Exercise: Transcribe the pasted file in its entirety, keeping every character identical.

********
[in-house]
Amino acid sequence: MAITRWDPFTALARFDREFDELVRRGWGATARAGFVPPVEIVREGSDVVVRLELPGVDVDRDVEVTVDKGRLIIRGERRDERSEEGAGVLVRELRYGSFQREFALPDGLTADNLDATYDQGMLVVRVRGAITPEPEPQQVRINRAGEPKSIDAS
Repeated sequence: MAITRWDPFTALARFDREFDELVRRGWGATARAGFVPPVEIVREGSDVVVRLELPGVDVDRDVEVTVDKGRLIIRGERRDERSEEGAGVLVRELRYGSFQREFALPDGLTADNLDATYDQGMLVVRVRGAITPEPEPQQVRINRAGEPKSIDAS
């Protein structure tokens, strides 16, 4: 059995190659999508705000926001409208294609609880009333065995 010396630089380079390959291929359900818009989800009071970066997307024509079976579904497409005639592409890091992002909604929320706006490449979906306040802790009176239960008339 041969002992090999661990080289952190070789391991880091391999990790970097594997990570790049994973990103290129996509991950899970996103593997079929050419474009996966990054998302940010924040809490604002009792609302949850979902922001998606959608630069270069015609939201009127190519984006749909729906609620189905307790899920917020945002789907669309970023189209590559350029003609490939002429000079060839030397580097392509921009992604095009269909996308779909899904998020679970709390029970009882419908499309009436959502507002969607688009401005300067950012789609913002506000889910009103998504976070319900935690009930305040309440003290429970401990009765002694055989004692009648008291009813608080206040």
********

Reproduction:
[in-house]
Amino acid sequence: MAITRWDPFTALARFDREFDELVRRGWGATARAGFVPPVEIVREGSDVVVRLELPGVDVDRDVEVTVDKGRLIIRGERRDERSEEGAGVLVRELRYGSFQREFALPDGLTADNLDATYDQGMLVVRVRGAITPEPEPQQVRINRAGEPKSIDAS
Repeated sequence: MAITRWDPFTALARFDREFDELVRRGWGATARAGFVPPVEIVREGSDVVVRLELPGVDVDRDVEVTVDKGRLIIRGERRDERSEEGAGVLVRELRYGSFQREFALPDGLTADNLDATYDQGMLVVRVRGAITPEPEPQQVRINRAGEPKSIDAS
């Protein structure tokens, strides 16, 4: 059995190659999508705000926001409208294609609880009333065995 010396630089380079390959291929359900818009989800009071970066997307024509079976579904497409005639592409890091992002909604929320706006490449979906306040802790009176239960008339 041969002992090999661990080289952190070789391991880091391999990790970097594997990570790049994973990103290129996509991950899970996103593997079929050419474009996966990054998302940010924040809490604002009792609302949850979902922001998606959608630069270069015609939201009127190519984006749909729906609620189905307790899920917020945002789907669309970023189209590559350029003609490939002429000079060839030397580097392509921009992604095009269909996308779909899904998020679970709390029970009882419908499309009436959502507002969607688009401005300067950012789609913002506000889910009103998504976070319900935690009930305040309440003290429970401990009765002694055989004692009648008291009813608080206040």